He let them know via video and social media he was working for them every day, caring for his cows and producing milk in Saint Rose in southern Illinois.
Further, as a member of the board of directors of Prairie Farm Dairy, he was working with others to ensure processing and transportation would get that milk to consumers. He remains active in advocating for dairy farmers and consumers. His involvement in promotions with the Prairie Farm Dairy cooperative has spilled over into active participation with the St. Louis Dairy Council, the Midwest Dairy Association Illinois Milk Promotion Board and Illinois Milk Producers Association.
Henrichs is active in the American Dairy Coalition as they get in front of legislation that will affect dairy farmers in the future, he said, and is an active member of the American Farm Bureau Dairy Working Group which is now giving input for the 2023 Farm Bill.
IFT: Where did your interest in dairy farming come from?
HENRICHS: I’m a third-generation farmer. My dad started milking cows in 1966 and he’s still milking. He turns 79 this week. My brother Rodney and I started working on the farm every day after high school.
IFT: Tell us a little bit about your farm today.
HENRICHS: My focus was on herd health and the dairy aspect early on, and now I do more general managing of the cows and crops. We started a custom silage business for farmers around us and it is growing. We milk 275 cows here and have about 700 acres of corn, soybeans, wheat and alfalfa near Saint Rose in Clinton County.
IFT: As part of a busy dairy operation, why did you get involved in Prairie Farms Dairy and advocacy?
HENRICHS: I was interested in how milk is processed and marketed. I want to make sure we always have somewhere to go with the milk we produce and that the industry is sustainable as long as we are dairy farmers.
IFT: What led to you to focus on promotion in Illinois and now nationally?
HENRICHS: Promotion is just about as important as bottling and packaging. A lot consumers are far away from the dairy industry today. St. Louis Dairy Council focuses on efforts in schools to teach children about how milk is produced. Midwest Dairy Association focuses on promoting dairy to restaurants and grocery stores. We need both parts.
IFT: How did the pandemic change dairy farming?
HENRICHS: Not much has changed on the farm. It has taken longer to get items we need including cleaning products for parlor equipment, but it’s not a major issue. We order ahead so we have product when we need it. Before, we may have ordered a month supply, now we order for six months.
IFT: How has the pandemic changed other parts of the dairy industry?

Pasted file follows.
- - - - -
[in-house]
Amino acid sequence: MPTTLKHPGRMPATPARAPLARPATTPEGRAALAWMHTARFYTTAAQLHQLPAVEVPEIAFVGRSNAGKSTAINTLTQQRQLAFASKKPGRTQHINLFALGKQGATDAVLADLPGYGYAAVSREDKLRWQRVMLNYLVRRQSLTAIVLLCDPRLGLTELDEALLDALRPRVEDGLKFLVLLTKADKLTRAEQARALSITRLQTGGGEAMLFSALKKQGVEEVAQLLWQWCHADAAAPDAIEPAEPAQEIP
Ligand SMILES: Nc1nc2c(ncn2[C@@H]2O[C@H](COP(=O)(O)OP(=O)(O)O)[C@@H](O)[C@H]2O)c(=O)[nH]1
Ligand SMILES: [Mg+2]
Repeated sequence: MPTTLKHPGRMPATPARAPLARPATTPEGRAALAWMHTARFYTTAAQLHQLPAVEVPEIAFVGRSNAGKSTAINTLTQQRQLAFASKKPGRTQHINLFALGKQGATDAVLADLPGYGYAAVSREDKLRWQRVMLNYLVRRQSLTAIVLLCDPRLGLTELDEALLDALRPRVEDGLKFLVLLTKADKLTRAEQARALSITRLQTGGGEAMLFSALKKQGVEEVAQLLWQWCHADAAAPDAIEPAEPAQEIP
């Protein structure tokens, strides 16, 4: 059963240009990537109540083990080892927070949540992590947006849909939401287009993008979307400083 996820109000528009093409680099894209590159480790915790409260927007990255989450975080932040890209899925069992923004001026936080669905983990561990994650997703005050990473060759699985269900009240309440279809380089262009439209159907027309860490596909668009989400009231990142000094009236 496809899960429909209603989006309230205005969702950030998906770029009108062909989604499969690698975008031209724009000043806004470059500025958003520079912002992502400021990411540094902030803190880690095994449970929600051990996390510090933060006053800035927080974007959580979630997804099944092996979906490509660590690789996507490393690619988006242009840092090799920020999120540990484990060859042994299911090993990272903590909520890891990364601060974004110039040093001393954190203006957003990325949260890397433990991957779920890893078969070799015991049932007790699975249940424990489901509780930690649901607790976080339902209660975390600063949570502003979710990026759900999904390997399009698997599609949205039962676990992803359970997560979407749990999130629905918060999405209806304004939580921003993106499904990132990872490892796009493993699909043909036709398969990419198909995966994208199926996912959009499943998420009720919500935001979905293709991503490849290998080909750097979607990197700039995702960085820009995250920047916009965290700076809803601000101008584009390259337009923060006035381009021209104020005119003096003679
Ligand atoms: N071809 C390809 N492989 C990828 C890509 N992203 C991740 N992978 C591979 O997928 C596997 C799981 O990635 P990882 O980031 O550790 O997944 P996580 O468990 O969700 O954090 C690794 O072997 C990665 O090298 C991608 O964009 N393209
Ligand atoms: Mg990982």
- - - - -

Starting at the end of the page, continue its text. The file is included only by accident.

HENRICHS: The workforce has a different mindset now, they don’t want to work as long hours in bottling and packaging facilities. People prefer to work at home than drive somewhere and work 9 to 5 in production lines. The good employees are overworked. Many take early retirement. The labor shortage is a major issue.
IFT: What are some of the other big issues for farmers and the industry today?
HENRICHS: The biggest issue we’ve seen is price fluctuations. We hit record highs and record lows within two months. Producers are unable to protect their margins. They don’t have the risk management tools they need. We’re trying to find a new way to market milk.
IFT: How are you trying to change that?
HENRICHS: We are giving input to legislators and those working on the 2023 Farm Bill. The changes made to the Producer Price Differential in the 2018 Farm Bill made things worse during the pandemic. It should have been revenue neutral to the producers. Some saw their milk sold under contract at $17 to $18 and then with the PPD they only got $9.50. The American Farm Bureau is also writing policy to bring to the farm bill.
IFT: What other issues are dairy farmers active in right now?
HENRICHS: Hauling milk is a major issue. To pick up milk on smaller farms away from an island of dairy production is very costly. A small producer who was paying 2 to 3% of his revenue may now be paying 5 to 10% for trucking now.
IFT: Being involved nationally, you see some of the issues in other parts of the country. What are some of the challenges outside the Midwest?
HENRICHS: In the Southwest, including California, the shortage of rain and water is probably their biggest concern. In the Southeast, processing bottling plants are not making money. On Aug. 4, Borden announced it is closing a plant. Dairy farmers who supply it have less than 60 days to find a new market for their products. This is happening in Georgia and Alabama and Mississippi. As a result of processors and bottlers closing in the Southeast, schools and grocery stores will be short of milk.
IFT: What are other national issues affecting producers into the future?
HENRICHS: In this political climate, there is a lot of attention on sustainability and climate change. Farmers have become scapegoats. Over the next 10 to 15 years a major focus will be on how rations and manure are handled, controlling methane and greenhouse gases, reducing tillage and chemical use. Plant-based products will try to get a foothold into the dairy market. If we are able to capture methane and create energy the same as we produce food and farms are able to showcase they are sustainable, it will make a difference.
IFT: Many of our readers are farmers who do not have dairy cows. What would you like to say to them as a dairy farmer?
HENRICHS: Political and environmental issues that affect dairy farms also affect grain markets. Livestock guys are needed, and we need a shared message. Consumers are influenced every day and easily swayed by information on social media. Producers need to engage consumers and let them know what we are doing and can do on our farms for the environment. We want them to know we want to leave the land in better condition than we got it. We want to provide a safe product. Our children drink the same milk theirs do.